The following important information is also contained in the Parent Handbook.
The Student Passport is a vital piece of communication for students, teachers and parents. The Passport is not just a record of homework but a crucial link between home and school. Passports should be brought into school everyday and these should be signed by class teachers and parents at least once per week. Please take some time to look through your child’s Passport with them.
Communication with Secondary Passports
Student Passports are the key organisational tool for students to keep track of their homework and assessments in Secondary. They are also used for the first line of communication with home, be it for uniform issues, to praise the student; the Passport should be used in the first instance, if appropriate.
Passports will be checked at least once a week by the tutor to check that parents have been signing the Passport, the homework is being written in with the correct date and that any parental communications are picked up on.
Passports should be used to inform tutors of any student absences, but the students must also provide the correct medical certificate for any absences.
Tutors and teachers will use the Passport to send notes home about a student’s behaviour, positive or negative. It is imperative that parents check the Passport regularly.
Student Passports in Primary
In EYFS and Key Stage 1 and 2, Student Passports should be used for communication between home and school. If there is any information that we need to know about e.g. if your child has a dentist appointment or is not wearing the correct shoes today for whatever reason; this should be communicated in the passport. If any parent requests a meeting with a teacher, or a teacher wants to inform a parent about a missed homework, a behavioural issue or a positive message, these will also be recorded in the passport. The Key Stage 1 Passport is set out like a record diary, where each message can be written in with the date and the reply is written directly below. The EYFS and Key Stage 1 passport is slightly different to the passport used from Key Stage 2 and up.
In Key Stage 2 Student passports should be used to begin to emphasise the importance of organisation to students. Students are required to keep note of the homework they are issued in their passport along with the details about their timetable and their ECA activities. In the same manner as Key Stage 1, these passports are also the first line of communication between parents and school.
In both Key Stage 1 and Key Stage 2 Passports are checked at least once per week by class teachers. We expect that students’ Passports are signed weekly at home by one parent to show that parents are aware of any homework or messages.
Please be aware, the passport can be used to inform school about student absence due to illness. The correct medical certificate should still also be provided.
BSU believes that every child should celebrate their birthday with their friends; however BSU has certain rules that must be followed if you wish your child to have a party at school.
At least 72 hours notice must be given to the school
The party can only happen at lunch times or break time, not during teaching and learning time unless agreed with the teacher
The parent must tell reception or the class teacher what the food contains - we may have children with allergies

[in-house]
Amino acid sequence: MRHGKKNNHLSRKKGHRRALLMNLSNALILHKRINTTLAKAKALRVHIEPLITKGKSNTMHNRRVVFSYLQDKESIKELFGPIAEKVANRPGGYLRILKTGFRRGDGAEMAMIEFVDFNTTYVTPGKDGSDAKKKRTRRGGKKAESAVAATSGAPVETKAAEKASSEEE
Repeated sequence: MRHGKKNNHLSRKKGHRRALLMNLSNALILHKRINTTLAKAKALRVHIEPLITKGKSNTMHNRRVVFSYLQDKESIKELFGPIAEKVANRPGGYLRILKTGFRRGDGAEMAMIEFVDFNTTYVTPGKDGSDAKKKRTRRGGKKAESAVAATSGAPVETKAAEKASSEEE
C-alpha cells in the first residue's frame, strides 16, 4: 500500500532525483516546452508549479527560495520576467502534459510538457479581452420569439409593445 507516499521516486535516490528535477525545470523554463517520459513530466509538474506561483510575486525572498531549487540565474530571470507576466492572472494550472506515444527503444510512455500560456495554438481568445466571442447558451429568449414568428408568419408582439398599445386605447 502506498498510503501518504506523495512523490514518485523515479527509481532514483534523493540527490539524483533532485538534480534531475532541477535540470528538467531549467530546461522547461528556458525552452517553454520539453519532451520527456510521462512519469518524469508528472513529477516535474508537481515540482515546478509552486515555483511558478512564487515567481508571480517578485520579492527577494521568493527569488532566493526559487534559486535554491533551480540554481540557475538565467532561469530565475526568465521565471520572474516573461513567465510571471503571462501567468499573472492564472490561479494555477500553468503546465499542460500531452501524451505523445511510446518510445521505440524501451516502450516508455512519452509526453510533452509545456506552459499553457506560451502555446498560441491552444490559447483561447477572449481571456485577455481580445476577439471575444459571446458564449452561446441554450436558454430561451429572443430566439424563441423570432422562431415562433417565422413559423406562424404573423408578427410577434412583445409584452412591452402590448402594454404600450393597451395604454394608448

A single cake, eg a cupcake, is a suitable item. Anything that requires cutting or needs a fork and plate is not allowed
A soft non-fizzy drink in a carton is acceptable
Items such as balloons and party poppers are now allowed
Please do not bring presents for the other children
These rules must be followed if you wish your child to have a party at the school. If you do not follow these rules your child will not be allowed to have the party. Imagine the hurt your child will feel if they have told all their friends they are having a party and they cannot because the simple steps above have not been followed.
Mobile Phones and other electronic devices
The school receptionist will assist in phoning home in any emergency. Neither cell phones nor pagers are to be brought to school. We ask that parents do not allow their children to bring mobile phones to school. On the rare occasion, we understand the need for a child to bring a phone. Students should hand their phones to the relevant Coordinators at 8.30am for safe keeping. Should a student be seen using a mobile phone without prior permission, it will be confiscated. If a phone is confiscated more than once it will be returned when a parent comes to collect it.
I-Pads, CDs, laptops, game boys and other valuables are not to be brought to school.
The school and its staff will not be held responsible for the loss or theft of mobile phones and other electronic devices that have not been handed in at the beginning out the day.
BSU has a ZERO TOLERANCE policy for certain types of anti-social behaviour. Fighting and bullying are not allowed in school and will not be tolerated. If a child is caught fighting or bullying other students, parents will be contacted.
BSU has a ZERO TOLERANCE policy on language spoken whilst in school. It is expected that students speak English at all times (except in Mongolian lessons) as this is the language of instruction.
Homework refers to any work or activities which students are asked to do outside lesson time. Homework is an integral part of the school experience. It has a strong positive effect on achievement. It provides practice, teaches discipline and helps focus family attention on education. It also consolidate and further a student’s understanding. Homework may take many forms: revision, project, essay, exercise, reviewing a book or a TV programme. Some pieces of homework may take 15 minutes, others may be completed over a given time frame.
Students should record all homework in their Passports.